The Howland Preserve is the result of a gift from the estate of Ernest E. Howland. Mr. Howland bequeathed his family’s Riverside Farm to the North Branch Land Trust, and the Land Trust took possession of the property on June 29, 2007. The Preserve is 667.127 acres situated on a natural oxbow in the Susquehanna River, which is known by Wyoming County residents as “The Vosburg Neck.”
Huntington Township • (Fee Ownership) 4 Acres
John Harvey can trace his family’s roots back to the 1600s. The Harvey family is featured in the popular 1873 book Historical Sketches of Plymouth, by Hendrick B. Wright. Some of John Harvey’s ancestors died at Valley Forge and at the Battle of Wyoming.
Foster Township • 349 Acres
Two very scenic ponds occur on the property that host fish, salamanders, turtles, frogs, freshwater mussels, rare damselflies and dragonflies, and an endangered freshwater sponge.
Foster Township • 134 Acres
The spring seeps cast vivid displays of spring wildflowers such as Jack-in-the-pulpit and red trillium but also easily overlooked species including the rare early coral-root orchid.
Bear Creek Village • 139 Acres
The Bear Creek Lake View Preserve located in Bear Creek Village, Luzerne County, lies along the southern edge of Wyoming Mountain and forms the northwestern edge of the borough of Bear Creek Village. The Preserve has over 1000 feet of frontage on State Route 115 (Bear Creek Boulevard). The property adjoins the 3,017-acre New Pocono Trust Property and the 230-acre Faber Property, both conserved by North Branch Land Trust, and is near State Game Land # 91 and a conserved 3,500-acre property owned by Natural Lands Trust—collectively a magnificent tract of wildlife habitat for forest-dwelling species of flora and fauna.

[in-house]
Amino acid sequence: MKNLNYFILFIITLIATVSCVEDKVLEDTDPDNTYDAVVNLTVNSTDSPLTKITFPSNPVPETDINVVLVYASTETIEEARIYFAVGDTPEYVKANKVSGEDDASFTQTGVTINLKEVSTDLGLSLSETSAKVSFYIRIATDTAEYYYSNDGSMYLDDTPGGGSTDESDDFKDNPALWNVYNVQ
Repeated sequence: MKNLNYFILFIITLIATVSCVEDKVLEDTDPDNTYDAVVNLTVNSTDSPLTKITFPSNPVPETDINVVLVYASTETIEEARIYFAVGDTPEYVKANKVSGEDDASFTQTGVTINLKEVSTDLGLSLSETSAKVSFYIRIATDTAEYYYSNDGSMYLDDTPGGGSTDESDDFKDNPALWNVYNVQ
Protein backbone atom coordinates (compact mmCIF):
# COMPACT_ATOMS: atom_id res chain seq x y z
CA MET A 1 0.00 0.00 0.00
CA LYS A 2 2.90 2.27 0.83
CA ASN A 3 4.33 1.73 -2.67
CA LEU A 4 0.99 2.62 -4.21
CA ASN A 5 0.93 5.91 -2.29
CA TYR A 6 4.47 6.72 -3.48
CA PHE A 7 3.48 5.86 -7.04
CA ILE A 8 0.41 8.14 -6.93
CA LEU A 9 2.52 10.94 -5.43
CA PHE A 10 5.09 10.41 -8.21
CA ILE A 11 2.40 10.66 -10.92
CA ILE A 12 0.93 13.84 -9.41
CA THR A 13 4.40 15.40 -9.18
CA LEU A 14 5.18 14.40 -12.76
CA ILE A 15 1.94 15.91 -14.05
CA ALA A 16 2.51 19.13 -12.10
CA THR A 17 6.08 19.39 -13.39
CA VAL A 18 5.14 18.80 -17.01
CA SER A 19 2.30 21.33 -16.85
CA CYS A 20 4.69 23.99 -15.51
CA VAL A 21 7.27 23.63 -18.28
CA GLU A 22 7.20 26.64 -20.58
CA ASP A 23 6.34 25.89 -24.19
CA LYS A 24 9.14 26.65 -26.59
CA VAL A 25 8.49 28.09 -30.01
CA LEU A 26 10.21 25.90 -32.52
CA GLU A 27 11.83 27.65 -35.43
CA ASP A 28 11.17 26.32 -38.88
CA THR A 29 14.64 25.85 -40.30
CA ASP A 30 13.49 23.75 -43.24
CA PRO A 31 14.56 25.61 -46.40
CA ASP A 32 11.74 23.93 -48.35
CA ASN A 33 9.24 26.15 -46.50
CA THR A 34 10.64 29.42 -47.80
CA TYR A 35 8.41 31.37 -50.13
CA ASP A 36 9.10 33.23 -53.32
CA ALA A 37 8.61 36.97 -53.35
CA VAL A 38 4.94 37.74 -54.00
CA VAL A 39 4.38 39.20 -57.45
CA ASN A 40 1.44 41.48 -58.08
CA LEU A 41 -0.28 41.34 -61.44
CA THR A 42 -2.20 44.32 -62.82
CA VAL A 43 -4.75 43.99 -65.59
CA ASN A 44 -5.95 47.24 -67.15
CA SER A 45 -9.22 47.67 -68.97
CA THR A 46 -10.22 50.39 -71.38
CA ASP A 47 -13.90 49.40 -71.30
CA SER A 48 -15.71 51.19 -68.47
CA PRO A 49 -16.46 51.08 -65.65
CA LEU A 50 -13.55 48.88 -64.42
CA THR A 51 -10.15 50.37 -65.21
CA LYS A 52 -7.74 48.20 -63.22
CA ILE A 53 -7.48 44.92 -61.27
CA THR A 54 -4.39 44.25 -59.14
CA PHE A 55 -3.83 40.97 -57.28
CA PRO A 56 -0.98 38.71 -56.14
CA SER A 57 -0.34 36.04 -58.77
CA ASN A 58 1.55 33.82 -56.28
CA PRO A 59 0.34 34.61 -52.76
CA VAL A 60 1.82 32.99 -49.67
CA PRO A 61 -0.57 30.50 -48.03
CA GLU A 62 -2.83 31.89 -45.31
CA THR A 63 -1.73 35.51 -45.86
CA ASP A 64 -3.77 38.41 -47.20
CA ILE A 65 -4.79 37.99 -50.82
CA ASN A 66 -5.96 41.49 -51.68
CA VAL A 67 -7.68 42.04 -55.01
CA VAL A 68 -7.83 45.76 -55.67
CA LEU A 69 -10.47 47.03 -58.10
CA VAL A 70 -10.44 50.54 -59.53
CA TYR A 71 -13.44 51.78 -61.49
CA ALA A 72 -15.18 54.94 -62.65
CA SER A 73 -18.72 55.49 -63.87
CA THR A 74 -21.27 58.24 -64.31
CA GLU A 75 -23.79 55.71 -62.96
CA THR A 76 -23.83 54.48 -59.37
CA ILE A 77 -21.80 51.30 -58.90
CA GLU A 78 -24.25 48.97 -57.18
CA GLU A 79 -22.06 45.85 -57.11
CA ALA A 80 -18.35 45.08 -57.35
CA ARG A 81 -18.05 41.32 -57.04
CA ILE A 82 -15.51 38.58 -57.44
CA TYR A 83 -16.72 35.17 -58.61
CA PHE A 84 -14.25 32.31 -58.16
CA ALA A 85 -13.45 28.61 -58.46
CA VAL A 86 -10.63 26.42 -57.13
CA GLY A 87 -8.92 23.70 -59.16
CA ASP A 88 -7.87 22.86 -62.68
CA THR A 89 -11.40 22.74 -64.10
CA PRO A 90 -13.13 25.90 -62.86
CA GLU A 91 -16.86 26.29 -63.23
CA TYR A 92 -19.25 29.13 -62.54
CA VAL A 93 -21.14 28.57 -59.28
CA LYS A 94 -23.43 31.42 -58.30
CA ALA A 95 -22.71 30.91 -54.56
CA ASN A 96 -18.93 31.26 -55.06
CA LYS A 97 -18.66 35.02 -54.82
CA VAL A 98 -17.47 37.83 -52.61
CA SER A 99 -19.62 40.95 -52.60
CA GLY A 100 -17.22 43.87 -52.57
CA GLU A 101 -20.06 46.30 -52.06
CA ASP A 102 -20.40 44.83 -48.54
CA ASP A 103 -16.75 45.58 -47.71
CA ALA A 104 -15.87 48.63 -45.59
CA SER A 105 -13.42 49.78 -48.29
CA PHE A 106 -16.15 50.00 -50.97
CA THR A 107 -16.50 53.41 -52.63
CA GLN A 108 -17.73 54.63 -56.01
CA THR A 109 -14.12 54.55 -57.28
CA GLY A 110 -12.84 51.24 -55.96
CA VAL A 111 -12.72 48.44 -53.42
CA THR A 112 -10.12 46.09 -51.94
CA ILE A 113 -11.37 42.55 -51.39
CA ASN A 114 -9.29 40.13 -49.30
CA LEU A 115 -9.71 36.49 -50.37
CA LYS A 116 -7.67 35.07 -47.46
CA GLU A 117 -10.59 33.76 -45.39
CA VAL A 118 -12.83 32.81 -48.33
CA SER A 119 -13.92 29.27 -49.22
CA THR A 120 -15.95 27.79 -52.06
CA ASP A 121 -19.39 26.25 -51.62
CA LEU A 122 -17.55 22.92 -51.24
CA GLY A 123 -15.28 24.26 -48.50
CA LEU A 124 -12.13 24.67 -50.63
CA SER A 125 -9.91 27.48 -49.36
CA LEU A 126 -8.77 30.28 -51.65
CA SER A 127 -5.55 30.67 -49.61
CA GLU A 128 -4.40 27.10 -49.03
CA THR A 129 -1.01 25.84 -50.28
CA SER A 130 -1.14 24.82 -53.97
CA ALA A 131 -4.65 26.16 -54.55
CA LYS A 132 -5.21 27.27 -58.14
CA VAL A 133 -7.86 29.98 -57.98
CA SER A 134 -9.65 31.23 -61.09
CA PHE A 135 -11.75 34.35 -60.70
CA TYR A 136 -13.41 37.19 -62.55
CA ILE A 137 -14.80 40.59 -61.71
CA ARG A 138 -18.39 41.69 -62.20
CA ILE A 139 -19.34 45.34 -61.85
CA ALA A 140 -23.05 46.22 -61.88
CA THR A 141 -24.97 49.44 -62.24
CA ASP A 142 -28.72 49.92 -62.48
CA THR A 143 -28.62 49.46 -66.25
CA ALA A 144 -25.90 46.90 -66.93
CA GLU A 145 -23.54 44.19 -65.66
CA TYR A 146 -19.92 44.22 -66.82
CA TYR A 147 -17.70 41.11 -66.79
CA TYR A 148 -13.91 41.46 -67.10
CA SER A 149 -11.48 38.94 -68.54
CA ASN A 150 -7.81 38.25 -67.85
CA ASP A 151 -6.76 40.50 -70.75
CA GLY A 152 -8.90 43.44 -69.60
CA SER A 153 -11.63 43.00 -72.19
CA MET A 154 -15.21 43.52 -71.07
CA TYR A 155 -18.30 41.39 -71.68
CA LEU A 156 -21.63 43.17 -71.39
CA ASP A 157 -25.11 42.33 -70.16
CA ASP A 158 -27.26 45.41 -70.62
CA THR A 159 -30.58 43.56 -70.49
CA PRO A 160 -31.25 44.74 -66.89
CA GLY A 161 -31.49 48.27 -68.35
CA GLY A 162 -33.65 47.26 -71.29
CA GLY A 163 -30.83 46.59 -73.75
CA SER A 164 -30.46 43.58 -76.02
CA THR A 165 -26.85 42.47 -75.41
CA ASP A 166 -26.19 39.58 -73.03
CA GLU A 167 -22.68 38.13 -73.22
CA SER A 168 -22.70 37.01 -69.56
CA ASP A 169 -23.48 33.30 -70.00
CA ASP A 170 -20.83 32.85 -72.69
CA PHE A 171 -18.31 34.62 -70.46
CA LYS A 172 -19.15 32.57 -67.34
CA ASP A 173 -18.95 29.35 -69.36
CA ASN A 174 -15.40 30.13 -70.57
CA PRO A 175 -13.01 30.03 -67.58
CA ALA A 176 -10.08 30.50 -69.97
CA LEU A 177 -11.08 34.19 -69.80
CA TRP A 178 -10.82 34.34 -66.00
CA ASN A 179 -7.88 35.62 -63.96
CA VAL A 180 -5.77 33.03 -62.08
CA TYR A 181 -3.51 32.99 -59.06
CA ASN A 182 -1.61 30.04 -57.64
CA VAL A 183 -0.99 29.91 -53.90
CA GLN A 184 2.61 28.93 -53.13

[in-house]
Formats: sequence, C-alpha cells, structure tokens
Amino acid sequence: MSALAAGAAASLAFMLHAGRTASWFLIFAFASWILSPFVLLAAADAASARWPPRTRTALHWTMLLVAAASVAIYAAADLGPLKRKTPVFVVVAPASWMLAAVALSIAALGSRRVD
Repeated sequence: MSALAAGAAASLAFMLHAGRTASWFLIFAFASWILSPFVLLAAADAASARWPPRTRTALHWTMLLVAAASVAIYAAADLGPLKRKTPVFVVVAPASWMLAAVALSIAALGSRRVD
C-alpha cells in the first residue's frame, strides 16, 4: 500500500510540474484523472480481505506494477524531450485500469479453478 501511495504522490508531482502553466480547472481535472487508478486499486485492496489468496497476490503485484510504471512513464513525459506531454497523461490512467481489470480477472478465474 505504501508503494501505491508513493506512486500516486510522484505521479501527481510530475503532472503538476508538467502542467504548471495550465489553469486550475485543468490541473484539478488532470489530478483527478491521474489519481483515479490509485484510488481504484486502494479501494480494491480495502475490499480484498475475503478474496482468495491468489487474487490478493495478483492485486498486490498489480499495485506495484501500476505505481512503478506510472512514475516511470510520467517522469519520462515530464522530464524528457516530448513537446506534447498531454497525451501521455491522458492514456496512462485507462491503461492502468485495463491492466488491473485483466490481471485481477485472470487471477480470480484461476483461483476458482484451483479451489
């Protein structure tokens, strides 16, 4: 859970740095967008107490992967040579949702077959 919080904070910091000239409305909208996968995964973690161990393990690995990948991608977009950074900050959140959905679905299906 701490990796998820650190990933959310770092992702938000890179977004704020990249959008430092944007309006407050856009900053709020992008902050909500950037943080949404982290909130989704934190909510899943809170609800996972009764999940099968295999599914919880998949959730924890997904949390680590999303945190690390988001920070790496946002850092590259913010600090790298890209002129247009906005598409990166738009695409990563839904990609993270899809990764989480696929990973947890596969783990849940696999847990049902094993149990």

Hanover Twp • 39.97 Acres
The 40 acre Hanover Crossings Marsh located in Hanover Township was once part of the Hanover Industrial Park Complex but was transferred to the Luzerne County Conservation District many years ago as part of wetlands mitigation project. The Conservation District deeded the property to NBLT in 2010.
Pittston Twp • 18.27 Acres
In June 2010 North Branch Land Trust accepted fee title to approximately 18.27 acres of land located on Montage Mountain in Glenmaura, along the Lackawanna boundary in Pittston Township, Luzerne County. By owning the property, North Branch Land Trust will protect critical habitat for a wildflower considered endangered in Pennsylvania called Appalachian sandwort.
West Hazleton Borough & Hazle Township • 59 Acres
The 59 acre Valmont Bog and uplands is located in West Hazleton Borough and Hazle Township. This unique property boasts a variety of exceptional flora and fauna, interesting topographical features, and even remnants of our industrial past in the form of old rail beds.
Hazle Township • 118 Acres
This 118-acre preserve located in Hazle Twp, Luzerne Co. hosts globally rare scrub oak barrens and its obligate flora and fauna, in addition to wetlands and a riparian forest along the Dreck Creek Reservoir. The established Greater Hazleton Rails-to-Trail intersects the property for nearly 1/2 mile and is embraced and used by over 30,000 outdoor enthusiasts on a yearly basis.
Phone: (570) 696-5545 | Fax: (570) 696-5546